## What is Risk-Free Rate of Return?

The Risk-Free rate is a rate of return of an investment with zero risks or it is the rate of return that investors expect to receive from an investment which is having zero risks. It is the hypothetical rate of return, in practice, it does not exist because every investment has a certain amount of risk.

At the time of business valuation, usually, US treasury bills consider as the risk-free asset or investment as they are fully backed by US government.

### Risk-Free Rate of Return Reflects 3 Components

**Inflation:-**The expected rate of inflation over the term of the risk-free investment.**Rental Rate:-**It is the real return over the investment period for lending the funds.**Maturity risk or Investment risk:**It is the risk which is related to the investment’s principal market value i.e., it can be rise or fall during the period to maturity as a function of changes in the general level of interest rates.

### US Treasury Bills

T bills are the short term obligation issued by the US Government. These are issued for one year or less than a year. These are the safest investment as they are backed by US government. T bills carry a zero default risk as they are fully guaranteed and credit by US government and the Department of the treasury.

Funds generated from selling Treasury bill, the government uses those funds for various public projects such as highway & schools. There are so many factors which influence treasury bills price like monetary policy, macroeconomic conditions and supply& demand for the treasury. Longer treasury bills tend to have higher returns but normally T bill’s maturity lies between few days to 12 months.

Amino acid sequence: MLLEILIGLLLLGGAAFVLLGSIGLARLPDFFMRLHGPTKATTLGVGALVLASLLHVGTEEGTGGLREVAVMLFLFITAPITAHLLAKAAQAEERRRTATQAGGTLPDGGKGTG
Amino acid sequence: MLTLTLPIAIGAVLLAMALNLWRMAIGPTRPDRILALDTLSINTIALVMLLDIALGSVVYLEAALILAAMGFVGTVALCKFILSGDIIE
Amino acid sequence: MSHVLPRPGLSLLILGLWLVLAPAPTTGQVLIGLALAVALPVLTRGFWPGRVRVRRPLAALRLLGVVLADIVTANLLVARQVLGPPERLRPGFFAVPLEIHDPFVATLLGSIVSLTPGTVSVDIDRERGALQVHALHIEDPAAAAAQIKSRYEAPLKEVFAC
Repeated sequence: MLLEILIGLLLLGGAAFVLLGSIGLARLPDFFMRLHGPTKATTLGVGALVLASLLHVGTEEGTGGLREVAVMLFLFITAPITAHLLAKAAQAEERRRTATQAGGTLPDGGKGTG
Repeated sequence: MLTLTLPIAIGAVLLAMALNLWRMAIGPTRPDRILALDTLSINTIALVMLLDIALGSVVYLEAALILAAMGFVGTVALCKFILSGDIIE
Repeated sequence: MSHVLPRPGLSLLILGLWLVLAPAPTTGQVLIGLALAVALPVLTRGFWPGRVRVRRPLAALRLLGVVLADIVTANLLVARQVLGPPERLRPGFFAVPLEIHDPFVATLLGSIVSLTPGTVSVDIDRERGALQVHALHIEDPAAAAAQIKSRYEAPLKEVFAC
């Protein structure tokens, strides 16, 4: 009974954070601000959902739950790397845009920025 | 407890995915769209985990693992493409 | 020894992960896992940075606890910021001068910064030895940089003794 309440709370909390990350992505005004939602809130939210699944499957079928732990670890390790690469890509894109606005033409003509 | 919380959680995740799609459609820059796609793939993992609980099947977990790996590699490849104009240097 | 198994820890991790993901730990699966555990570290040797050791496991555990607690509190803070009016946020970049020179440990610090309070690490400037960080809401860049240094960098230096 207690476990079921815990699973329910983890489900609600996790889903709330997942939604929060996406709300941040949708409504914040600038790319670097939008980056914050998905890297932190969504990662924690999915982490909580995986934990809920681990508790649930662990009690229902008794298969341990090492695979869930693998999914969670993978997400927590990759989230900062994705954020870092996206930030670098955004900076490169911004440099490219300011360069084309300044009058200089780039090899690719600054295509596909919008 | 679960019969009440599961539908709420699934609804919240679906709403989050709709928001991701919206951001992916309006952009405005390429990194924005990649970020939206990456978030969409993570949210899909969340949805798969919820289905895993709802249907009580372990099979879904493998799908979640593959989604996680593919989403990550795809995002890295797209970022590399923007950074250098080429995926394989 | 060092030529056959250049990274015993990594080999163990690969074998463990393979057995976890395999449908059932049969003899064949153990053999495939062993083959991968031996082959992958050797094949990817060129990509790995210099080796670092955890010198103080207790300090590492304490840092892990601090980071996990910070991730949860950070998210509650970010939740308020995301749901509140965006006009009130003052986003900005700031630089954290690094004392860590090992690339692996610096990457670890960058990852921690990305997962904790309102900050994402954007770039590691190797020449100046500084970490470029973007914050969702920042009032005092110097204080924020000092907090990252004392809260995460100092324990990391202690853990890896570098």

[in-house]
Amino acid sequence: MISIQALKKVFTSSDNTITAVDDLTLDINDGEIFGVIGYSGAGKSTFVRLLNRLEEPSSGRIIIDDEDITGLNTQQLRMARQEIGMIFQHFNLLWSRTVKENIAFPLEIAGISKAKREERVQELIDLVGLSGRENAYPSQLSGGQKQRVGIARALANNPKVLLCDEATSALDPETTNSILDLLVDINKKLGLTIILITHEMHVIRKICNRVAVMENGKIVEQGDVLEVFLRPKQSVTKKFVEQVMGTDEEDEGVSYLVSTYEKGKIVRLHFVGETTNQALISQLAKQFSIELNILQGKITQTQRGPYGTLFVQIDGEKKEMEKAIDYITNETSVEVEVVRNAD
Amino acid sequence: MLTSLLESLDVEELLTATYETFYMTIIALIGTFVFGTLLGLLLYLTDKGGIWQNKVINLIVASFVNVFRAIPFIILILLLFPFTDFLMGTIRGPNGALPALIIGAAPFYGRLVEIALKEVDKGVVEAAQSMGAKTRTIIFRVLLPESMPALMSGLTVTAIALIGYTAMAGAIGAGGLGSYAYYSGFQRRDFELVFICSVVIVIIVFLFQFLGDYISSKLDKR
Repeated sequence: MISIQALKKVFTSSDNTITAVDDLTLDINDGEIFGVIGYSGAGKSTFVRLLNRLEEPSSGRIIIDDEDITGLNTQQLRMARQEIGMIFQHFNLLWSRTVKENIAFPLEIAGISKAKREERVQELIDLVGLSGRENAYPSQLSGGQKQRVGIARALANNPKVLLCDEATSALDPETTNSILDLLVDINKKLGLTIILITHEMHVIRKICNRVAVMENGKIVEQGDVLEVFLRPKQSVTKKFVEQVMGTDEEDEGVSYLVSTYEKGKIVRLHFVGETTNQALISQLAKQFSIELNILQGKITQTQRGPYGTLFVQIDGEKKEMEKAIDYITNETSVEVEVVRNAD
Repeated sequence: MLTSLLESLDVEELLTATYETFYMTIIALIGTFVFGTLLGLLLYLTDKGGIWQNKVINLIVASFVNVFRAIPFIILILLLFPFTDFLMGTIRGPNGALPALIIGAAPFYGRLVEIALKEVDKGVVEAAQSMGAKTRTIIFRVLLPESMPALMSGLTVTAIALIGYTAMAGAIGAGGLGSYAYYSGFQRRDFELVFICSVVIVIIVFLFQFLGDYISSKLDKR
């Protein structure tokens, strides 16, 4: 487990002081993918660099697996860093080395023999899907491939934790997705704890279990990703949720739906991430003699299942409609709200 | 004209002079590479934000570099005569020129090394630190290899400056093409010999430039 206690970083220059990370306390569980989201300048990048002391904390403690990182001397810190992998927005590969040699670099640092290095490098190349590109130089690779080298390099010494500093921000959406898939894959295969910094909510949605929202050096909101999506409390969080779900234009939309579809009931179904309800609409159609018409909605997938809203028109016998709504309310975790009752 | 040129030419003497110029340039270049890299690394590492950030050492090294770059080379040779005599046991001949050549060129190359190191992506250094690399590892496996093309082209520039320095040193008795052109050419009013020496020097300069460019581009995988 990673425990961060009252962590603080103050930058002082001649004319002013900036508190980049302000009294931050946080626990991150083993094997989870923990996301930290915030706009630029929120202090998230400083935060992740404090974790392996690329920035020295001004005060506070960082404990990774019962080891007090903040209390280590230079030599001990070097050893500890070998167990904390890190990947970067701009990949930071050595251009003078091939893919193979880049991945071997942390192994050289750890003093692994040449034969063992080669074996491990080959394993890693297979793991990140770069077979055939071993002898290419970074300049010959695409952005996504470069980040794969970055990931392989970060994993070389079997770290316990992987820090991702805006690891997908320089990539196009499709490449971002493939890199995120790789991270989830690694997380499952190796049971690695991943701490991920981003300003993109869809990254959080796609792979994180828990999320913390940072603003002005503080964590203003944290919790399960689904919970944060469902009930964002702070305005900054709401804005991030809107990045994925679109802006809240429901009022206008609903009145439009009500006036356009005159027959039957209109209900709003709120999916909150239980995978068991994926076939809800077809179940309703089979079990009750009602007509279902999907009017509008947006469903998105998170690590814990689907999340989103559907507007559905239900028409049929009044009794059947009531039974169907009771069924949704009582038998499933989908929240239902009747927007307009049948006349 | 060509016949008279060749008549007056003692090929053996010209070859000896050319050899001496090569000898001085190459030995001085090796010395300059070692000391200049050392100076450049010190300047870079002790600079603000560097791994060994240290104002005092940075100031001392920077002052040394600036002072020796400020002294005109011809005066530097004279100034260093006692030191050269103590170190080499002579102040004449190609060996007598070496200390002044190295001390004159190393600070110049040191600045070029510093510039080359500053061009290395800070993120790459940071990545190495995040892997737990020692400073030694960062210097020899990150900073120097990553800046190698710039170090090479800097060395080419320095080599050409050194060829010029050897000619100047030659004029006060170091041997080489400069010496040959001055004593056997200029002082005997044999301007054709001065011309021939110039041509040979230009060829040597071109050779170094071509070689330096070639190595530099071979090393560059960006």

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### Calculation of Risk-Free Rate

- Most of the time the calculation of the risk-free rate of return depends on the time period that is under evaluation. If the time period is for one year or less than one year than one should go for the most comparable government security i.e.,
**Treasury Bills**. For example, if the treasury bill quote is .389 then the risk-free rate is .39%. - If the time duration is in between one year to 10 years than one should look for
**Treasury Note.**For Example: If the Treasury note quote is .704 than the calculation of risk-free rate will be 0.7% - If the time period is more than one year than one should go for
**Treasury Bond**For example if the current quote is 7.09 than the calculation of risk-free rate of return would be 7.09%.

### Risk-Free Rate in CAPM

While calculating the cost of Equity using CAPM, Risk-free rate is used, which influences a business weighted average cost of capital. Calculation of cost of capital takes place by using the Capital Asset Pricing Model (CAPM).

CAPM describes the relationship between systematic risk and expected return. It determines the fairest price for investment, based on risk, potential returns & other factors.

#### CAPM Formula & Risk Free Return

r_{a} = r_{rf }+ B_{a} (r_{m}-r_{rf})

- r
_{rf }= the rate of return for a risk-free security - r
_{m}= the broad market’s expected rate of return

#### CAPM Formula Example

If the risk-free rate is 7%, the market return is 12%, and the stock’s beta is 2, then the expected return on the stock would be:

Re = 7% + 2 (12% – 7%) = 17%

In the above CAPM example, the risk-free rate is 7% and the market return is 12%, so the risk premium is 5% (12%-7%) and the expected return is 17%. Capital asset pricing model helps in getting a required rate of return on equity based on how risky that investment is when compared to a totally risk-free.

### Summary

- Risk free rate is a rate of return of an investment with zero risks.
- It is the hypothetical rate of return, in practical, it does not exist because every investment having a certain amount of risk.
- US treasury bills consider as the risk free asset or investment as they are fully backed by US government.
- In the cost of Equity, Risk-free rate is used for CAPM calculation.
- Calculation of cost of capital takes place by using the Capital Asset Pricing Model (CAPM).
- CAPM describes the relationship between systematic risk and expected return

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